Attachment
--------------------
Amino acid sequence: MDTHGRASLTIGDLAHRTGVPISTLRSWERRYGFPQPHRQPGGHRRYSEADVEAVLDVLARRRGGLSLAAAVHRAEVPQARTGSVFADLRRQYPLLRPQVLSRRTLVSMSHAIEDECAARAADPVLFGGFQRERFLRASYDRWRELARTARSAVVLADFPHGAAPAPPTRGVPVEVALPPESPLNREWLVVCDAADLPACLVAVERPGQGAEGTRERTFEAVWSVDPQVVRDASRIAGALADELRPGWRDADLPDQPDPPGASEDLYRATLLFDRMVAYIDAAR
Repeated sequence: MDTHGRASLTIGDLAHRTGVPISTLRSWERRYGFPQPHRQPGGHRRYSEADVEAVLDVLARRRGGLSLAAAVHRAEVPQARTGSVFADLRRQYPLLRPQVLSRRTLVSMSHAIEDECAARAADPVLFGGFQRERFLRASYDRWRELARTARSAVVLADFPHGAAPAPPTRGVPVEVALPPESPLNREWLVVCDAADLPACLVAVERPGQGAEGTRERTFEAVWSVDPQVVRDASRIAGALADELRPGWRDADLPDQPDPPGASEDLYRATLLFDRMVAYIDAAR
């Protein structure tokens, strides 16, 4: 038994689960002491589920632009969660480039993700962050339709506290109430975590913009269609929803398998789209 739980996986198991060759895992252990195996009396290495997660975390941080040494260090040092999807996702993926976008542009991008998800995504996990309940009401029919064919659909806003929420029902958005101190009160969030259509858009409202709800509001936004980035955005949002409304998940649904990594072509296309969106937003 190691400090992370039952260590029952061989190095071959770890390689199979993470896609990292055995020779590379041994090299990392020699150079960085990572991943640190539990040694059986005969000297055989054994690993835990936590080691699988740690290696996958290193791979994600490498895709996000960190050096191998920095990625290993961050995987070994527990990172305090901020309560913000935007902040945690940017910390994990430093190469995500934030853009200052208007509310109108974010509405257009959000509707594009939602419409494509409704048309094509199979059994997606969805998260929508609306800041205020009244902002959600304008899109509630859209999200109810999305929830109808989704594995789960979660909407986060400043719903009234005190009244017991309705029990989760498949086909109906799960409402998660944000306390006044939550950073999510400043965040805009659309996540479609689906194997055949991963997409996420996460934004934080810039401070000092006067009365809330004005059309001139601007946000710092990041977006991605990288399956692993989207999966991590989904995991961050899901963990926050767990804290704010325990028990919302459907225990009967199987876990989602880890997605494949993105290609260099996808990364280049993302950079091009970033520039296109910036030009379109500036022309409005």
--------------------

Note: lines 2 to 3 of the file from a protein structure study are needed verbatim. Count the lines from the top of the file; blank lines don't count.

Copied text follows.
Repeated sequence: MDTHGRASLTIGDLAHRTGVPISTLRSWERRYGFPQPHRQPGGHRRYSEADVEAVLDVLARRRGGLSLAAAVHRAEVPQARTGSVFADLRRQYPLLRPQVLSRRTLVSMSHAIEDECAARAADPVLFGGFQRERFLRASYDRWRELARTARSAVVLADFPHGAAPAPPTRGVPVEVALPPESPLNREWLVVCDAADLPACLVAVERPGQGAEGTRERTFEAVWSVDPQVVRDASRIAGALADELRPGWRDADLPDQPDPPGASEDLYRATLLFDRMVAYIDAAR
């Protein structure tokens, strides 16, 4: 038994689960002491589920632009969660480039993700962050339709506290109430975590913009269609929803398998789209 739980996986198991060759895992252990195996009396290495997660975390941080040494260090040092999807996702993926976008542009991008998800995504996990309940009401029919064919659909806003929420029902958005101190009160969030259509858009409202709800509001936004980035955005949002409304998940649904990594072509296309969106937003 190691400090992370039952260590029952061989190095071959770890390689199979993470896609990292055995020779590379041994090299990392020699150079960085990572991943640190539990040694059986005969000297055989054994690993835990936590080691699988740690290696996958290193791979994600490498895709996000960190050096191998920095990625290993961050995987070994527990990172305090901020309560913000935007902040945690940017910390994990430093190469995500934030853009200052208007509310109108974010509405257009959000509707594009939602419409494509409704048309094509199979059994997606969805998260929508609306800041205020009244902002959600304008899109509630859209999200109810999305929830109808989704594995789960979660909407986060400043719903009234005190009244017991309705029990989760498949086909109906799960409402998660944000306390006044939550950073999510400043965040805009659309996540479609689906194997055949991963997409996420996460934004934080810039401070000092006067009365809330004005059309001139601007946000710092990041977006991605990288399956692993989207999966991590989904995991961050899901963990926050767990804290704010325990028990919302459907225990009967199987876990989602880890997605494949993105290609260099996808990364280049993302950079091009970033520039296109910036030009379109500036022309409005």